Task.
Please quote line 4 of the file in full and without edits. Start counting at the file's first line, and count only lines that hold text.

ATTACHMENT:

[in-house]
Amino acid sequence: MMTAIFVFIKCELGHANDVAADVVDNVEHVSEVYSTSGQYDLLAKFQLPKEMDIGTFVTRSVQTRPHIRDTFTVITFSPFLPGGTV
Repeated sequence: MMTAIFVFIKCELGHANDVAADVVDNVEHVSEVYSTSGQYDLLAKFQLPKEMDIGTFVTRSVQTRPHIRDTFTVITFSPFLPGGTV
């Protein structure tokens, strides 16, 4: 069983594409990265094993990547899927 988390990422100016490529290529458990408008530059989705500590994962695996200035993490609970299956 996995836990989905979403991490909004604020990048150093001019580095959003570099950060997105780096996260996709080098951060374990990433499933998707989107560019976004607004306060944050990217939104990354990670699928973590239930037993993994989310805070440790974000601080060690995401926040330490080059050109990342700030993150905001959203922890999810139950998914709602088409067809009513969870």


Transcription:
């Protein structure tokens, strides 16, 4: 069983594409990265094993990547899927 988390990422100016490529290529458990408008530059989705500590994962695996200035993490609970299956 996995836990989905979403991490909004604020990048150093001019580095959003570099950060997105780096996260996709080098951060374990990433499933998707989107560019976004607004306060944050990217939104990354990670699928973590239930037993993994989310805070440790974000601080060690995401926040330490080059050109990342700030993150905001959203922890999810139950998914709602088409067809009513969870």